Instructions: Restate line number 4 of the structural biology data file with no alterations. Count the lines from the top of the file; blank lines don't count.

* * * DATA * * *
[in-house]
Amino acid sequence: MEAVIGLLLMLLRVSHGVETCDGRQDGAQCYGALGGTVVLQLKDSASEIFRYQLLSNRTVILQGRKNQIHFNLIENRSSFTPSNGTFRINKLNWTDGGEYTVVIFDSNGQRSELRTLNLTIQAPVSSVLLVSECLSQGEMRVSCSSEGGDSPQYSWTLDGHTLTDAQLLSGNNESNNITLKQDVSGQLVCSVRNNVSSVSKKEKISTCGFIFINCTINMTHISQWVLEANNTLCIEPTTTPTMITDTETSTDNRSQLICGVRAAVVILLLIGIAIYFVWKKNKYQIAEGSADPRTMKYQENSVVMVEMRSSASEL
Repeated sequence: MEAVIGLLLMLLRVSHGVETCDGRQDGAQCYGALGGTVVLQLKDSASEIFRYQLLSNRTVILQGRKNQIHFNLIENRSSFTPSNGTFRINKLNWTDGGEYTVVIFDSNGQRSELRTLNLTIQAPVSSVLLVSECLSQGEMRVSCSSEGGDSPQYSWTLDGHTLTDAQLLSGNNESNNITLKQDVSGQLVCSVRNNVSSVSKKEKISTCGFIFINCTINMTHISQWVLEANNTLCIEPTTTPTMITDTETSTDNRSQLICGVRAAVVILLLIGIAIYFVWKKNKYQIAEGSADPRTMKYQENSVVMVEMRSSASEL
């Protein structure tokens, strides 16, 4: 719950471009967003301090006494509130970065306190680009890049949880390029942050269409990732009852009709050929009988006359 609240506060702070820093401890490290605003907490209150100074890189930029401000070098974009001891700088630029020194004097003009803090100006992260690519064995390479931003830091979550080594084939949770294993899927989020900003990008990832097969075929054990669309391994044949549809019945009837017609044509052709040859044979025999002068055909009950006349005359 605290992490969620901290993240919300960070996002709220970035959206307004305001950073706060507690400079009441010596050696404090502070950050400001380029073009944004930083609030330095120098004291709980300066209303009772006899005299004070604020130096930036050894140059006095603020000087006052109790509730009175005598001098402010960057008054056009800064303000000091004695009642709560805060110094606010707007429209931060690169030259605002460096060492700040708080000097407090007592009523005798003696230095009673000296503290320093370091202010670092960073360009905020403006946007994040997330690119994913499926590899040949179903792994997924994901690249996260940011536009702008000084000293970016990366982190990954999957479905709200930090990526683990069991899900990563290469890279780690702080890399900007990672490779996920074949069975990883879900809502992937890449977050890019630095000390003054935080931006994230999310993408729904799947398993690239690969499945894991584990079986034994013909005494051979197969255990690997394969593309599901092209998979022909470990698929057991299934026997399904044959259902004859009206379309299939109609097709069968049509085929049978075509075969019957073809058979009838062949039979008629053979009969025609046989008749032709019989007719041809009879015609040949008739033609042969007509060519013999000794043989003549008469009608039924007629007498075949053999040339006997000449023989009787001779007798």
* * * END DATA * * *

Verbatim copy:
């Protein structure tokens, strides 16, 4: 719950471009967003301090006494509130970065306190680009890049949880390029942050269409990732009852009709050929009988006359 609240506060702070820093401890490290605003907490209150100074890189930029401000070098974009001891700088630029020194004097003009803090100006992260690519064995390479931003830091979550080594084939949770294993899927989020900003990008990832097969075929054990669309391994044949549809019945009837017609044509052709040859044979025999002068055909009950006349005359 605290992490969620901290993240919300960070996002709220970035959206307004305001950073706060507690400079009441010596050696404090502070950050400001380029073009944004930083609030330095120098004291709980300066209303009772006899005299004070604020130096930036050894140059006095603020000087006052109790509730009175005598001098402010960057008054056009800064303000000091004695009642709560805060110094606010707007429209931060690169030259605002460096060492700040708080000097407090007592009523005798003696230095009673000296503290320093370091202010670092960073360009905020403006946007994040997330690119994913499926590899040949179903792994997924994901690249996260940011536009702008000084000293970016990366982190990954999957479905709200930090990526683990069991899900990563290469890279780690702080890399900007990672490779996920074949069975990883879900809502992937890449977050890019630095000390003054935080931006994230999310993408729904799947398993690239690969499945894991584990079986034994013909005494051979197969255990690997394969593309599901092209998979022909470990698929057991299934026997399904044959259902004859009206379309299939109609097709069968049509085929049978075509075969019957073809058979009838062949039979008629053979009969025609046989008749032709019989007719041809009879015609040949008739033609042969007509060519013999000794043989003549008469009608039924007629007498075949053999040339006997000449023989009787001779007798």